Privacy groups have renewed their attack on the data protection reforms, which are being introduced to Parliament today, insisting the proposals will weaken consumers’ data rights and water down accountability.
The Open Rights Group has laid out its concerns in an open letter to Secretary of State for the new Department of Science, Innovation & Technology Michelle Donelan, signed by 26 civil society groups representing a range of sectors.
In what it brands “a misguided attempt to demonstrate the benefits of post-Brexit freedoms”, the group maintains the UK Government is setting the country on “a dangerous path to further economic instability and the erosion of fundamental rights”.
The letter focuses on several key areas of concern, including changes to data protection impact assessments that remove the requirement to consult with consumers who are affected by high risk processing as well as lowering the threshold for organisations to refuse a subject access request.
It also criticises new powers to create additional legitimate grounds for processing data and a new list of exemptions from the purpose limitation principle, as well as the shake-up of the ICO.
Finally, the letter slams proposals for the Government to approve international data transfers to countries where data protection is limited and national security bodies operate with little data protection oversight.
In a statement, the ORG said: “Though imperfect, the current UK GDPR is one of the strongest data protection laws in the world. While public attitudes and global policy are trending towards stronger data protections, the UK Government is attempting to regress.
“Strong data protection laws provide critical tools for civil society and individuals to protect themselves and hold organisations to account in a data ecosystem where all the power is skewed towards governments and corporations.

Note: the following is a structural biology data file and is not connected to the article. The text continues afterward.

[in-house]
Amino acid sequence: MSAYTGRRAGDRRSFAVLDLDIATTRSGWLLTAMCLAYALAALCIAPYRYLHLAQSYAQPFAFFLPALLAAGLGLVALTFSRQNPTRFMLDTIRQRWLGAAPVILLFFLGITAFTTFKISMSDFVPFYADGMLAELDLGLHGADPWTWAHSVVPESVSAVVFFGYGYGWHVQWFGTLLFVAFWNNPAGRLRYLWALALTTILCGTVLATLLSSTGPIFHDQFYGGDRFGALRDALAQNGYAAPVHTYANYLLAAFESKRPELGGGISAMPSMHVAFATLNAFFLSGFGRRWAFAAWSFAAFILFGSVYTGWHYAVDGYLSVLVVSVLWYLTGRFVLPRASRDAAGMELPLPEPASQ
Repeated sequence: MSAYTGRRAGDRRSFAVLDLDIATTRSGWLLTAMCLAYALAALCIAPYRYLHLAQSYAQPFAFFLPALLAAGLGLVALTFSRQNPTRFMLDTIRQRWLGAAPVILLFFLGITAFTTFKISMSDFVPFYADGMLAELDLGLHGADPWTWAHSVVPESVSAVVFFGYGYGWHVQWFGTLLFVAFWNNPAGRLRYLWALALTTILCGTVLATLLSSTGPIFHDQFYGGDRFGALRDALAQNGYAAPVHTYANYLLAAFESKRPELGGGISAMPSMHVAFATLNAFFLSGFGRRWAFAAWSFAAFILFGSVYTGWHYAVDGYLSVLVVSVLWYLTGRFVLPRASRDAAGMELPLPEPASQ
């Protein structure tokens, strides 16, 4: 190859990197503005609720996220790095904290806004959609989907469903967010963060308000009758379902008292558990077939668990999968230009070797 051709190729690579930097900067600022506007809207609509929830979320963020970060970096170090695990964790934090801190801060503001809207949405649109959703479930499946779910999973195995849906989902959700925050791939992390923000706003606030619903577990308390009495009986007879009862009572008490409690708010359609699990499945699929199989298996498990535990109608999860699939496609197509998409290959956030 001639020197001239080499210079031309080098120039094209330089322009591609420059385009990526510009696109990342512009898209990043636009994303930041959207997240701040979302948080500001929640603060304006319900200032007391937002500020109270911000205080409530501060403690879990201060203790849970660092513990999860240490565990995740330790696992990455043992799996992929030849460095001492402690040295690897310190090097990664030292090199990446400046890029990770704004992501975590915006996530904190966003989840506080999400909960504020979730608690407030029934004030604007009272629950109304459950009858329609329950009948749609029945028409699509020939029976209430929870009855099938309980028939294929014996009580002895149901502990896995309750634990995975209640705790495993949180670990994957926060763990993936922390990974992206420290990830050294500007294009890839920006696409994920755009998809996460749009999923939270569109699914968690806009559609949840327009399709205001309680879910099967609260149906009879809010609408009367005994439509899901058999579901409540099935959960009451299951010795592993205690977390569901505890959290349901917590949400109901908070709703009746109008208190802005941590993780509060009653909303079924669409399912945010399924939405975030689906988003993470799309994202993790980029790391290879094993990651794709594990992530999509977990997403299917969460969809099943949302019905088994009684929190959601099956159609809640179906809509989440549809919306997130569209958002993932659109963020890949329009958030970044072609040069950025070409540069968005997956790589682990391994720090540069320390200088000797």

“Our letter sounds an urgent call for the Government to reconsider its undemocratic proposals. The Department of Science, Innovation & Technology must bring data protection reform back to the design stage and ensure that data protection experts, civil society and ordinary citizens are thoroughly consulted, to avoid another Bill based on unsubstantiated evidence and a lopsided consultation process.”
Meanwhile, James Walker, CEO of consumer data action service Rightly, reckons even existing legislation does not go far enough, maintaining that the ICO is largely toothless.
He added: “The new Bill is an important step in the right direction in ending the murky practices of data brokers in the UK. Such brokers style themselves as ‘marketing service providers’, but they ultimately profit from illegally selling people’s private and deeply personal information, making further legislation essential.
“The Government needs to prioritise consumers’ data online, and while it’s promising that the Bill is back in the Commons for discussion, it needs to outline how it will crack down on such illegal practices and how it will hold companies accountable for data misuse.
“Today’s update is allowing online marketeers greater use of so-called legitimate interest arguments for collecting people’s information and the ability for private companies to obtain such personal information for scientific research. It is unacceptable that companies should profit off user data, and consumers should have confidence in the legislation and laws that are there to protect them.
“If not, the public will continue to be exposed to inexcusable financial risk. The Bill should focus on empowering consumers to take back control of their data – and if it doesn’t – consumers should take this into their own hands.”
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